Friday, June 3, 2016

Rhythmic Cross-Foot Rock Steps and Other Oddities (Intermediates)

Song: El Puntazo by Juan D'Arienzo
Instructors: Homer & Cristina Ladas
England International Tango Festival
May 30, 2016, Ardingly College, England

The music for our entire class was D’Arienzo.

Rock Steps
We began with doing rock steps. Don’t move your body too much, and do not do too much back and forth. Do not collect all the way in the footwork.

The first movement is a reach, put weight onto the front step, but not too much, the back step lefts.

So it is:
Touch  Quick   Forward Step (not with all weight, but to enter the new space)
Lift      Quick   Back Step (heel lifts)
Step     Slow    Forward Step (with all the weight)
Touch  Quick   Forward Step (not with all weight, but to enter the new space)
Lift      Quick   Back Step (heel lifts)
Step     Slow    Forward Step (with all the weight)

We did this in walk forward, interrupted by a circle pattern, where we were to be mindful to keep our back heel off the ground.

In a circle, we were to do the same exercise, but now walk backward:
Reach  Back    Sink a little bit
Lift     Forward
Step    Back    Take a tiny step back

We were to make small steps.

In partnership in open embrace, in the line of dance, we did the rockstep:
Reach  Quick
Lift      Quick
Step     Slow
Reach  Quick
Lift      Quick
Step     Slow

Next, we tried to funkify it.
We were to keep it in parallel, but take it to the side inside or outside, and try turning (both open ad close side), while keeping rocksteps tight.  We drilled these parallel rock steps, both inside and outside, on the open or close side of the embrace.

At the limiting case, there is no back step, just all forward steps.  We can add a little bit of going back.  This was an exercise in control.

Next, we did the Snake Walk. 
Leader does sneak attack weight change.
In open embrace.
Leader’s right foot forward / Follower’s right foot back
Leader’s feet touch the inside edge of Follower’s feet
Follower walks straight back and not too long in stride, but just makes the perfect back step.  If her step is too long, she will pull the Leader to her / off axis. Follower should pay attention to how much of a reach the Leader is asking of her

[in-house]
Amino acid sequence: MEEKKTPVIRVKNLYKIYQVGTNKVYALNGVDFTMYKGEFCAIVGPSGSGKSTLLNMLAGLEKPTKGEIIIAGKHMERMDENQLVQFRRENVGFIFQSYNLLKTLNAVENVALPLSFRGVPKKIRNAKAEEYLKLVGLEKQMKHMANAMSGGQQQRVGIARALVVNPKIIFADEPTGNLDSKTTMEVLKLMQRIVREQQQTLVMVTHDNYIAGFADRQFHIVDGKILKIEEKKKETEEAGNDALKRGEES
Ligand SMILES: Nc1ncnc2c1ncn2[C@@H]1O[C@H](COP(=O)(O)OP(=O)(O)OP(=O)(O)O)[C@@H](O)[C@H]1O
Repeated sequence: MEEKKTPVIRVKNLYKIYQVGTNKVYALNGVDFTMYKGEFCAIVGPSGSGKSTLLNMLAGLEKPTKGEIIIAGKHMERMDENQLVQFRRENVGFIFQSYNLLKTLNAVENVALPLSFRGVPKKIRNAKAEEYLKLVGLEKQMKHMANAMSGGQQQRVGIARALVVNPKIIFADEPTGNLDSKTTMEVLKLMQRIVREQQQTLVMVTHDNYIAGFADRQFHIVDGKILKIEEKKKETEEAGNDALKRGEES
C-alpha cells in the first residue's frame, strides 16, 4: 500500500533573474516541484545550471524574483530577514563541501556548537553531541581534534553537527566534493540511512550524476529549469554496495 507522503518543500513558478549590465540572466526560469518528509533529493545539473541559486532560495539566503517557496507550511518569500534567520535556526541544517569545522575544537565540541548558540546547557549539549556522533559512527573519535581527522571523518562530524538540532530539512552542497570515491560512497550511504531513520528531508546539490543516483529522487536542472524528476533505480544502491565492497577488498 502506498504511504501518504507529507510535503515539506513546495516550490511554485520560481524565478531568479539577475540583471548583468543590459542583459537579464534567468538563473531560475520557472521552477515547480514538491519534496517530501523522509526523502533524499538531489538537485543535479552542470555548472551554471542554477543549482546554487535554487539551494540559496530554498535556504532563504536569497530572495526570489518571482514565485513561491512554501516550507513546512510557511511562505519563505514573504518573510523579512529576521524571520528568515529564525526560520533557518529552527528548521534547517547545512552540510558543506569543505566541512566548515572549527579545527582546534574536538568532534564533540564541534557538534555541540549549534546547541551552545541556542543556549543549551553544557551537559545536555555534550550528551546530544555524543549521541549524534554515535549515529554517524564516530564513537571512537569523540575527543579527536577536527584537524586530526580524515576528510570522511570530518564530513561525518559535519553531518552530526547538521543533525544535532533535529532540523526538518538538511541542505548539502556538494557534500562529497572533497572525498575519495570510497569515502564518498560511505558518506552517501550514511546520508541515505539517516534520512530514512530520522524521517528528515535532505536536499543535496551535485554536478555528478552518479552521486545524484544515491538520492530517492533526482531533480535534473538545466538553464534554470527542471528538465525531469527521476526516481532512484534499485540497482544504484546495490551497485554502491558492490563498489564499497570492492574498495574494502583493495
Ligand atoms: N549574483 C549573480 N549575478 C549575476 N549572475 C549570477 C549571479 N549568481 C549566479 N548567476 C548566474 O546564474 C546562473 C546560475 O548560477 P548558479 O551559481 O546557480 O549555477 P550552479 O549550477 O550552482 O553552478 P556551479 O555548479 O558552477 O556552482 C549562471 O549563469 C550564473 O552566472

This is called the Snake Walk because the Leader’s step go across his body with each step to go across the Follower’s path.

Leader should use the “I have to pee” way of keeping his upper legs/inside thighs together as they go across his body.
Follower should employ the perfect back step (in reach, weight transfer, and collection, walking in a straight line).

We drilled this.

Next, in close embrace, we were to do back ochos with no pivots (walking back cross).

In open embrace, Leader does sneak attack weight change, then walks forward while Follower does no pivot back ochos.

Then we added in the rockstep and included the Leader’s snake walk.

We can do this in parallel or cross system, outside or inside, at any point in the tango.  This is complete freedom.

We drilled with the Leader going into and out, parallel to cross system, and turning in both directions.

The easiest way for the Leader to do the sneak attack is to do two steps with his left foot. 
And (weight change without Follower feeling it so she does not do a weight change)

Eye Candy
This is nice in vals and milonga, and you can make it travel.  It starts and finishes in the line of dance.

Starting in cross system, do rock step outside, then go inside in snake walk, then go back out in parallel in a counterclockwise turn.

Leader and Follower start with left foot.
Follower has additional side step when it start to turn

Maestros concluded with a class quiz and demo to D’Arienzo’s El Puntazo.

Notes courtesy of Anne at

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